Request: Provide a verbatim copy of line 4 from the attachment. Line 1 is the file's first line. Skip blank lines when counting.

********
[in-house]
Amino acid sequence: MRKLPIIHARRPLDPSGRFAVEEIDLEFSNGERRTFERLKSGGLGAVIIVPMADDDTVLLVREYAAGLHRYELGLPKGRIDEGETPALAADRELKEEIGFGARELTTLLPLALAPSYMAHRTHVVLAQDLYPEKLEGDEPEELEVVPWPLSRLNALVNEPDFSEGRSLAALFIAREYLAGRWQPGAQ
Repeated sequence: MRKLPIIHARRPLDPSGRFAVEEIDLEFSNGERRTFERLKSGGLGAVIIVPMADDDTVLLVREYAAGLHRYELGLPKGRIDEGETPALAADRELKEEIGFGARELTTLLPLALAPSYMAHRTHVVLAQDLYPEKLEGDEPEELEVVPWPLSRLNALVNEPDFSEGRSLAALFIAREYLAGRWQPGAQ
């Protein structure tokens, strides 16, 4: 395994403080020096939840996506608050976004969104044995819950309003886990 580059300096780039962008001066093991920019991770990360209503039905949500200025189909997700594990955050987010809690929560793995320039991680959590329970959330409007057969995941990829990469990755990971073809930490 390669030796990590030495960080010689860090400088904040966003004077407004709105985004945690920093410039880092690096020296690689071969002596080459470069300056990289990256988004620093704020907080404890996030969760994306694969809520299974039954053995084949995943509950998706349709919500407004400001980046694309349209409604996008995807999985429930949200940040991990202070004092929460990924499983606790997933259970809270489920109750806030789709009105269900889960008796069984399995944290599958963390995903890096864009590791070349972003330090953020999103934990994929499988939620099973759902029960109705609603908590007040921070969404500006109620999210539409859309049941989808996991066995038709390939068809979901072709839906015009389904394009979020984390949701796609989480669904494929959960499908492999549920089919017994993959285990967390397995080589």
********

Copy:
């Protein structure tokens, strides 16, 4: 395994403080020096939840996506608050976004969104044995819950309003886990 580059300096780039962008001066093991920019991770990360209503039905949500200025189909997700594990955050987010809690929560793995320039991680959590329970959330409007057969995941990829990469990755990971073809930490 390669030796990590030495960080010689860090400088904040966003004077407004709105985004945690920093410039880092690096020296690689071969002596080459470069300056990289990256988004620093704020907080404890996030969760994306694969809520299974039954053995084949995943509950998706349709919500407004400001980046694309349209409604996008995807999985429930949200940040991990202070004092929460990924499983606790997933259970809270489920109750806030789709009105269900889960008796069984399995944290599958963390995903890096864009590791070349972003330090953020999103934990994929499988939620099973759902029960109705609603908590007040921070969404500006109620999210539409859309049941989808996991066995038709390939068809979901072709839906015009389904394009979020984390949701796609989480669904494929959960499908492999549920089919017994993959285990967390397995080589």